Wednesday, January 6, 2010

Babbling in Complete Sentences

            I left work early yesterday because my stomach was on fire. Turns out I wasn’t alone – Michelle had it too, and I’m guessing so did our daughter. Was it something we ate, or some passing sickness? I don’t know, and I still feel sensitive today. Being sick is one thing, but dealing with it is the challenge.
            When I’m sick, I can mentally steel myself to deal with it. Sure, I may feel awful, but at least I know what feels bad, and I can do something about it. When Michelle is sick, I can’t necessarily do very much, but I can drop my plans and pamper her (which I did yesterday). But when the little potato gets sick, it’s hard to know what to do because we never really know exactly what’s wrong.
            I assumed that she probably feels the same as us (she had just as much gas!), but how can I really know? And even if I do know it’s a stomach issue, I don’t feel comfortable giving her Pepto Bismol with all their crazy warnings for youngsters. This would all be so much easier if I actually knew what was wrong!
            I’m definitely looking forward to when she gets proper language. She’s been babbling for months, but still has a tiny vocabulary. On the positive side, she’s now using complete sentences, which makes a father smile. Every once in a while I know she’s saying a real word in there, but usually it’s just a long, strung-out sentence of gobbledy-gook.
            “Erk-der bur-bee boo bee ack-a-ma da-da boo see,” she’ll say inquisitively.
            “Yes, that’s the Christmas tree,” I’ll reply. “We’re going to take it down on the sixth of January because that’s the Twelfth Day of Christmas.”
            “Oh!” she’ll say loudly.
            I love it when she says, “Oh.” It’s like she’s showing me she understood everything I just said, and perhaps that I was actually understanding her and answering her questions. It just makes me want to nibble on her plump cheeks and kiss her all over.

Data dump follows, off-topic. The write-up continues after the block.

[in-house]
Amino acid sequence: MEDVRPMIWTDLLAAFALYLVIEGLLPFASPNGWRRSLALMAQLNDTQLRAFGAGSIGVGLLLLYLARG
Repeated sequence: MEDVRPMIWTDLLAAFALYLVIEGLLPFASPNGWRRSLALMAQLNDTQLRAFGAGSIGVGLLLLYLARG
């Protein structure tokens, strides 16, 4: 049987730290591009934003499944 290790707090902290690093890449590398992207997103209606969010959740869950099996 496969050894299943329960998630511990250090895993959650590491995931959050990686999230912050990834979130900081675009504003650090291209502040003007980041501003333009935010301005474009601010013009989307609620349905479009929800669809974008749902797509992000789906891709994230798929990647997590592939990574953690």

But the babble doesn’t really help when we’re trying to troubleshoot her issues. I’m a guy – I’m all about solving the technical difficulties. But there’s no manual that comes with a toddler that tells you what the babble translations are. Instead, on nights like last night where she woke up eighteen times (okay, maybe twice, but it felt like a lot) and interrupted our night’s rest, we simply have to throw our hands up and tolerate it.
            As I said, I can’t wait till she’s talking. But I’m torn. I have a friend who said to appreciate when they’re young, because it only happens once and you’ll miss it. I can see that. This babble stuff is so endearing complete strangers come up to her with big grins on their faces and talk to her so they can hear her response. Yes, I don’t want to rush it. But man, I’d really like to know what’s really going on for her.
            Ah, yes. Welcome to parenting. Most of the time we’re just shooting in the dark. Occasionally we feel like we hit the mark, but frankly, it seems to me that we won’t really know till the kids are much older, and by then we’ll all have forgotten anyway.
            When I was a four-year-old I distinctly remember thinking to myself, “When I’m a parent, I’m going to do things this way…” But what “this” is, I can’t really seem to remember. Oh well, I suppose it probably wasn’t all that important anyway. Whatever it was I got riled up about at four, today I love my own parents dearly, and they love me. At the end of the day, that’s what matters the most.

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